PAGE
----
Details of new Kahlon-Netanyahu economic plan unveiled
PM Netanyahu and Finance Minister Kahlon independently come up with economic plans utilizing unexpected tax collection surcharge; plans set to be implemented beginning of 2018, to include income tax reductions for NIS 11,000 earners, decreasing import taxes on non-luxury items, tax breaks for companies and small businesses; Kahlon, Netanyahu projected to wage war on who get credit for plan.
A new economic plan, set to enter into force January 1, 2018, is in the final stages of planning, but can be said to include income tax reductions for persons making NIS 11,000 or less, decreasing import taxes on non-luxury items, tax breaks for companies and small businesses and reducing the country's debts.
The plan will be financed using unexpected tax overcharges, totaling NIS 17 billion this year alone.
The original intent was to implement a new and far-reaching plan to reduce taxes due to the tax collection surcharge this year. Surprisingly, the Israel Tax Authority is expected to collect a much higher sum than the one appearing in the collection estimate article in the country's 2017 budget.
While calculating the collection forecast, according to which the Israeli budget was constructed at the end of 2016, the significantly high NIS four billion revenue brought in as a result of the Mobileye sale was not yet known, for instance.
Finance Minister Moshe Kahlon, as well as Prime Minister Benjamin Netanyahu, consider the scenario of a surplus in the country's treasury to be an opportunity—on the eve of what may well be an election year—to benefit the public.
As a result, the pair came up with separate plans to reduced taxes in a few weeks' time.
The finance minister's plan, which has thus far been designed almost completely independently of the prime minister or his staff, wishes to reduce income taxes rates starting with incomes of NIS 11,000. The reason is similar to the prime minister's reasoning of reducing the relatively high taxes levied on persons of non-modest incomes to prevent them leaving the country and to benefit those perceived to be providing great contributions to Israel's economy.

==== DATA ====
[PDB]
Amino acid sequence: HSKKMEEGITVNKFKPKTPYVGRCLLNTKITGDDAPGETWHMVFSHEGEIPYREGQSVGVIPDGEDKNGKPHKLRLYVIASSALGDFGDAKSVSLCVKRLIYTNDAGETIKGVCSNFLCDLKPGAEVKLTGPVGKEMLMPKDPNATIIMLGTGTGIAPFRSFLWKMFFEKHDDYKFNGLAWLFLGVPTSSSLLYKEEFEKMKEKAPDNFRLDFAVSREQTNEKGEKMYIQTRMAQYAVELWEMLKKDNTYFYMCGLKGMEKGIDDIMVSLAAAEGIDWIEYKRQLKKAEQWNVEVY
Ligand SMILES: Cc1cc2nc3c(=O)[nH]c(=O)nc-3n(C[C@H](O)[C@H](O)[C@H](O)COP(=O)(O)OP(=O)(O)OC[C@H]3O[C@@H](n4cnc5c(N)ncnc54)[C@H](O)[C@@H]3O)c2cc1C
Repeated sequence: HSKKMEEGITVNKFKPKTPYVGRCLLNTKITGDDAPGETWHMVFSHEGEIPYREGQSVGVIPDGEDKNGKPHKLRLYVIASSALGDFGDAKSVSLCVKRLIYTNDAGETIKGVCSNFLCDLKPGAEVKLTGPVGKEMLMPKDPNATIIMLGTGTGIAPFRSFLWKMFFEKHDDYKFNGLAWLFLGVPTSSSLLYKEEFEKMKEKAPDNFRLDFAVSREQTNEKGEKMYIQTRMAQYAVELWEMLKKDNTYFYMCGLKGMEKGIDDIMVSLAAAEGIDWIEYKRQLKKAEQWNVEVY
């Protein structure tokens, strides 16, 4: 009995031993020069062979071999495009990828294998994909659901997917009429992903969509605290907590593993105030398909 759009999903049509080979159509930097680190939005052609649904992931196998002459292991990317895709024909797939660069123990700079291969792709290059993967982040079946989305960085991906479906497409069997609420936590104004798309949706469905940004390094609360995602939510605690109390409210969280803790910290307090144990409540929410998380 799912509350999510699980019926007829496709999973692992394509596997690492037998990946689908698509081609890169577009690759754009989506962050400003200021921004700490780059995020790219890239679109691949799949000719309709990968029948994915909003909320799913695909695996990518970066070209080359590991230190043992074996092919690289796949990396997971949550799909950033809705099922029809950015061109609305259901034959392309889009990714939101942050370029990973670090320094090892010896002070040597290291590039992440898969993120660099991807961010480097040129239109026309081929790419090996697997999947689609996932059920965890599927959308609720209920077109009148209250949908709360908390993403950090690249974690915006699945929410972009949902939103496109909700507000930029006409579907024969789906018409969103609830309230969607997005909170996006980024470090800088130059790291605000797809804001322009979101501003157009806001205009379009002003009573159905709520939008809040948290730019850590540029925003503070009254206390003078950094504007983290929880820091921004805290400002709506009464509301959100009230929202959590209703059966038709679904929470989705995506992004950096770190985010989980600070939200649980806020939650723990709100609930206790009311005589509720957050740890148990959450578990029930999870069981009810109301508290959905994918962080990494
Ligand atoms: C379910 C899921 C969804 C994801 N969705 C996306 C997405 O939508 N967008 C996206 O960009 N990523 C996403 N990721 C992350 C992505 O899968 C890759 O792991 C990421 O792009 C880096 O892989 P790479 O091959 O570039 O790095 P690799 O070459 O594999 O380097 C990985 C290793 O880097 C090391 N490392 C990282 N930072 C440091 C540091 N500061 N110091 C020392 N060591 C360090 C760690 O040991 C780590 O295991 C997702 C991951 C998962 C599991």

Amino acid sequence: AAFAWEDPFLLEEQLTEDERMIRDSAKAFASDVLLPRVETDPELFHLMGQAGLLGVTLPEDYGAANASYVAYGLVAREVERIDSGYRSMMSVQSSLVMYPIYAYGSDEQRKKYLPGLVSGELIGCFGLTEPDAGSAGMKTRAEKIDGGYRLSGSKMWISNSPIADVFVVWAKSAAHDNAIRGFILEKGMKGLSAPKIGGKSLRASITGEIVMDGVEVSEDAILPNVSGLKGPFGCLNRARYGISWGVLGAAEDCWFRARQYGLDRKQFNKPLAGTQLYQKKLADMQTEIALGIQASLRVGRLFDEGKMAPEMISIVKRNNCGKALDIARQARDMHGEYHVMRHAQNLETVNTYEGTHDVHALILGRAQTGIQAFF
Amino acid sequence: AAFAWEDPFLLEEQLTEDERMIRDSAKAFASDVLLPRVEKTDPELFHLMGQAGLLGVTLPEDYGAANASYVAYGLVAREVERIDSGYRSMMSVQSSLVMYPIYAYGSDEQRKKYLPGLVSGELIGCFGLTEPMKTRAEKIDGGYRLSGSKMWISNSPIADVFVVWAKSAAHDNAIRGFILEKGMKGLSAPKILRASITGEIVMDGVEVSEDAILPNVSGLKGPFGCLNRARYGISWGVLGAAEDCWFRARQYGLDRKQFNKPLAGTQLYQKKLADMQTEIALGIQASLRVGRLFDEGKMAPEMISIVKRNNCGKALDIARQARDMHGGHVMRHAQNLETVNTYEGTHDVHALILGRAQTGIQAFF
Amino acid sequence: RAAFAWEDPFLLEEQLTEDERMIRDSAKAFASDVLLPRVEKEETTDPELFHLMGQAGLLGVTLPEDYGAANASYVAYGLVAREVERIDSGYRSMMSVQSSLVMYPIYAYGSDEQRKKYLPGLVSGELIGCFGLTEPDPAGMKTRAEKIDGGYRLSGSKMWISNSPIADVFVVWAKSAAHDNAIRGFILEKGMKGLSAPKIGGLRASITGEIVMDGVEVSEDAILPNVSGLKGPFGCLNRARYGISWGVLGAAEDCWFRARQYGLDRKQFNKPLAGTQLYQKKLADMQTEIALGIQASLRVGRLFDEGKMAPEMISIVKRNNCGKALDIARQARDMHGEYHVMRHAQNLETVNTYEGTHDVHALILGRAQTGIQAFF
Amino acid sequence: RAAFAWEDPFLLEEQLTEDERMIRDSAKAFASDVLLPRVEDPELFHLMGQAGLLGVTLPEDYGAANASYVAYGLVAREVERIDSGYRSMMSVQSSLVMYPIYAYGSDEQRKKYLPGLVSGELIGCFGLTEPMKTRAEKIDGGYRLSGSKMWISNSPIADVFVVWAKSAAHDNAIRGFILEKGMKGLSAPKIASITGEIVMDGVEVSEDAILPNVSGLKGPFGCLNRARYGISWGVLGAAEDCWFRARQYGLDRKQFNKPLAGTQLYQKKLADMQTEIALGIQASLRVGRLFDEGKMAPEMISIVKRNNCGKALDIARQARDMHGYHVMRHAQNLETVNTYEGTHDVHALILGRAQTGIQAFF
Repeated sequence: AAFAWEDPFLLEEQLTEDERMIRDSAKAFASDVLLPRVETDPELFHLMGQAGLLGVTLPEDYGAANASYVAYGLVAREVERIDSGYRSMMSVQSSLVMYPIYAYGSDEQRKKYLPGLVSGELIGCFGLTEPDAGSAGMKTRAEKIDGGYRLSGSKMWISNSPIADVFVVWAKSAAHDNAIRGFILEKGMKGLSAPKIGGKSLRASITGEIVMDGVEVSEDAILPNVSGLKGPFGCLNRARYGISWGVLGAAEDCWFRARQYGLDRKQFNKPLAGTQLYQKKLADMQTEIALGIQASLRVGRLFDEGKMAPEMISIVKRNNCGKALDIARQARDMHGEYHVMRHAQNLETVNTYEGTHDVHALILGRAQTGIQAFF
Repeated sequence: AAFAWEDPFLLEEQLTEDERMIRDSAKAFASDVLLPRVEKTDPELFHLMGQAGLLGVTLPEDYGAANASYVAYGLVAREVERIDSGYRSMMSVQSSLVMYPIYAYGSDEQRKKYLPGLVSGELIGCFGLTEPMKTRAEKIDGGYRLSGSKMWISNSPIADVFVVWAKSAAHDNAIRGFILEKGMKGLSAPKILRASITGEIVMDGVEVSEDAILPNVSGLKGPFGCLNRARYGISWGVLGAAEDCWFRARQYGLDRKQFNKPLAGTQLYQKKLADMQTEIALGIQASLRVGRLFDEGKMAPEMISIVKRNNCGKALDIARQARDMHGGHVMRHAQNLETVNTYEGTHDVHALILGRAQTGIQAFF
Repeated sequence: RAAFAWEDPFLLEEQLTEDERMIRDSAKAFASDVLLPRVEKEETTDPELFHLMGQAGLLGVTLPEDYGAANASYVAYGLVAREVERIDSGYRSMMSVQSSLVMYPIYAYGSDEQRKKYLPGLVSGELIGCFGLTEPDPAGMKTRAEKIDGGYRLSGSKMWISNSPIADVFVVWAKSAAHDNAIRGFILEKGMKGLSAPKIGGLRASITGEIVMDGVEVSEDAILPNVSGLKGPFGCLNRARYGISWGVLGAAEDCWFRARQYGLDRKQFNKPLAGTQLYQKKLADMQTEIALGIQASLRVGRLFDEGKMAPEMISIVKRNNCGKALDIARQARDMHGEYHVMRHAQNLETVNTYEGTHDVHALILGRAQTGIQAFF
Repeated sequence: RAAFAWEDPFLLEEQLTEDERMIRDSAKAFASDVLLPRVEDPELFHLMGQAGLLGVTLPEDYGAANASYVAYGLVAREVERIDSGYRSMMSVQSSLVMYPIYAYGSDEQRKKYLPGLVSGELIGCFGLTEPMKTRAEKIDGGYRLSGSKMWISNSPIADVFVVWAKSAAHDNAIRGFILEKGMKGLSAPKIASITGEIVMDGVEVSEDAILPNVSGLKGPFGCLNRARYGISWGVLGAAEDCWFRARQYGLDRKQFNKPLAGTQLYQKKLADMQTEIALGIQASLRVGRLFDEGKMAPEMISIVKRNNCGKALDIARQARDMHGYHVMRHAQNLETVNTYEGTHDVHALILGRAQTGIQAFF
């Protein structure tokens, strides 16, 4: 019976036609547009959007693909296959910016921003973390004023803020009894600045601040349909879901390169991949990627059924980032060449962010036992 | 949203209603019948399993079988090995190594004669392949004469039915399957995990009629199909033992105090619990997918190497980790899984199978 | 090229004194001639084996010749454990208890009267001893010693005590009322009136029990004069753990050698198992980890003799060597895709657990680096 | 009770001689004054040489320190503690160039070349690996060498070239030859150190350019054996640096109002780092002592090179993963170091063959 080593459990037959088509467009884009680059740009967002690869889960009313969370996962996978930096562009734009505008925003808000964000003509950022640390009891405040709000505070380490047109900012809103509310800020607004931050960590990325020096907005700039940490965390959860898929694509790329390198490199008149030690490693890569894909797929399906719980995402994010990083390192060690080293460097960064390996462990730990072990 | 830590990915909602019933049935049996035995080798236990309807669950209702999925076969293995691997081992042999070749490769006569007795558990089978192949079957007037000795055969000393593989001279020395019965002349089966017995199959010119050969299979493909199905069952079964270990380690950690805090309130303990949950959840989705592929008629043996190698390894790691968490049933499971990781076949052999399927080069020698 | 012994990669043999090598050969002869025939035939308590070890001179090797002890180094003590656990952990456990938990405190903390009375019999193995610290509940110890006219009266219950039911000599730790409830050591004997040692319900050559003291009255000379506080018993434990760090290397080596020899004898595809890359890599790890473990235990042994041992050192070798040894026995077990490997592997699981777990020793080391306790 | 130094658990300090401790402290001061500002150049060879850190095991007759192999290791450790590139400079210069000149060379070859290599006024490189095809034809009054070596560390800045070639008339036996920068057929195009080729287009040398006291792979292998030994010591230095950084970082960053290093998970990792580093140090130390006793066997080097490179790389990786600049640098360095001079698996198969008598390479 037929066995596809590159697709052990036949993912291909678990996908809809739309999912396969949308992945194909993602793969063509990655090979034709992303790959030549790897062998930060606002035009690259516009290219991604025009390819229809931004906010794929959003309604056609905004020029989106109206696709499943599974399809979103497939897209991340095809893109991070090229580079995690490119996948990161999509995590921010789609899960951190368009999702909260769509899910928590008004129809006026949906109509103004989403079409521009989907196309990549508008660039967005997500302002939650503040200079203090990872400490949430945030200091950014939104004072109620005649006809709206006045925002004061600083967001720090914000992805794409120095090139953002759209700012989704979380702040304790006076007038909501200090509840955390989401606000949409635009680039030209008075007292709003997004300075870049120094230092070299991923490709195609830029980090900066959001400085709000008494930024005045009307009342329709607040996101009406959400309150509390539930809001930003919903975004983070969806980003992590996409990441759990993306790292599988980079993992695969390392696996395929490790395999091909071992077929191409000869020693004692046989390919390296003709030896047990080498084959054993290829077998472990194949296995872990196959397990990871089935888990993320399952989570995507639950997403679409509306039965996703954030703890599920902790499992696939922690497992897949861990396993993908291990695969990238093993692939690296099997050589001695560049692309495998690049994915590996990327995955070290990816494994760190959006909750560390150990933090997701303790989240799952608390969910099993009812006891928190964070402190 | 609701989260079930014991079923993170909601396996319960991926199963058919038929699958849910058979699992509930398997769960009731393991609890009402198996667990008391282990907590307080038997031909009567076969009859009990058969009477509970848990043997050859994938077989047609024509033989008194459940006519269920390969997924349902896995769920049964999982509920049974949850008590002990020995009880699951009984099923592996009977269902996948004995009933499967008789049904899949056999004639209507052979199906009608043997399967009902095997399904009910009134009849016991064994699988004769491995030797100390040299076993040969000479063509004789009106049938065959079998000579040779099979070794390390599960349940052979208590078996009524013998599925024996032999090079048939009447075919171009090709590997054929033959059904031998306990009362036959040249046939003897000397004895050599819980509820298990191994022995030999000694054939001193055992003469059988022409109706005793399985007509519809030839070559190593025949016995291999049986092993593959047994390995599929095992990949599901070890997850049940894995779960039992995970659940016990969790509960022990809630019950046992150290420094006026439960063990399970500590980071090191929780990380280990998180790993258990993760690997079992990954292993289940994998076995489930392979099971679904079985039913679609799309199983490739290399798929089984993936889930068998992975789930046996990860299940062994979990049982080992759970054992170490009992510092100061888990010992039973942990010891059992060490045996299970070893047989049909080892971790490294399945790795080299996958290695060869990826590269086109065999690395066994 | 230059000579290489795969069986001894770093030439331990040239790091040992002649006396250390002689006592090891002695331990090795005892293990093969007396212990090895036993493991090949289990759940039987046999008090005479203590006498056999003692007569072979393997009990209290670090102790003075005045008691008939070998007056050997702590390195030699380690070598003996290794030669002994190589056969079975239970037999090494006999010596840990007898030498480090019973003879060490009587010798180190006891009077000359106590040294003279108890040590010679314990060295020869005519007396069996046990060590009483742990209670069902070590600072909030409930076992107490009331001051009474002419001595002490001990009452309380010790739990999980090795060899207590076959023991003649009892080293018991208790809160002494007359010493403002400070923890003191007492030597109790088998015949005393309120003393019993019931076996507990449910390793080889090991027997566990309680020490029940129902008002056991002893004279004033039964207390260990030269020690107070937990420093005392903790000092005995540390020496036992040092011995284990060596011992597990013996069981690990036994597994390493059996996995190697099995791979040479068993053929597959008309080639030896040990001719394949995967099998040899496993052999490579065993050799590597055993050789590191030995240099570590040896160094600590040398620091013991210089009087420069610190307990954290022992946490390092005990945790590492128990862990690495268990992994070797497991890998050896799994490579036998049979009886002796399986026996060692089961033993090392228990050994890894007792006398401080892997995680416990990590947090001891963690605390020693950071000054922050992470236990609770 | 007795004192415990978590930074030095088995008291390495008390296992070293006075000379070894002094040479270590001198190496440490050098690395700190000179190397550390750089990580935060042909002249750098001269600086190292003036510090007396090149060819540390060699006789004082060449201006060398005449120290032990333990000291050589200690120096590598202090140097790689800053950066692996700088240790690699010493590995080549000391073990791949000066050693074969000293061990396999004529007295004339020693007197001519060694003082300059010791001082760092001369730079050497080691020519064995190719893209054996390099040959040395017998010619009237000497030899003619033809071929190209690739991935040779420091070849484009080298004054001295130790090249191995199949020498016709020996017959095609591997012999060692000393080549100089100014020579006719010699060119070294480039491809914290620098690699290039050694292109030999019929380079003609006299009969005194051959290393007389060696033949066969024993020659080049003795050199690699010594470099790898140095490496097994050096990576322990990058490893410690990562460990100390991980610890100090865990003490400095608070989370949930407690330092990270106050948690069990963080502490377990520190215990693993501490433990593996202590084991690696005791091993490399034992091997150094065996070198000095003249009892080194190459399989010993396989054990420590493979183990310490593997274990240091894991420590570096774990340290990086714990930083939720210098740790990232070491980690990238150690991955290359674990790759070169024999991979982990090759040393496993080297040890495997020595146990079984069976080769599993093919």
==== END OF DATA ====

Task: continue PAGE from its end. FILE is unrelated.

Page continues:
The finance minister plans to carry out part of this planned income tax reduction by providing additional tax credit points.
In addition, Kahlon's program includes lowering import taxes on imported items, especially ones not made in Israel, as well as on products used by young couples.
The prime minister and finance minister also intended to make life easier for small businesses, partially by forgoing tax collection on small businesses for a set duration after their founding. The prime minister also intends to reduce corporate taxes within a year or two to 20 percent, in order to encourage international firms to invest in Israel.
In the coming days, Finance Ministry and Prime Minister's Office teams are expected to meet and hold talks on putting together the joint economic plan, conceivably this coalition's last.
A senior economic official said Saturday there can be little doubt going public with the plan will be accompanied by a war on who is to be credited for it, the prime minister or his rival in the Finance Ministry, whose relationship have been tensed for a while now over the latter's political ambitions.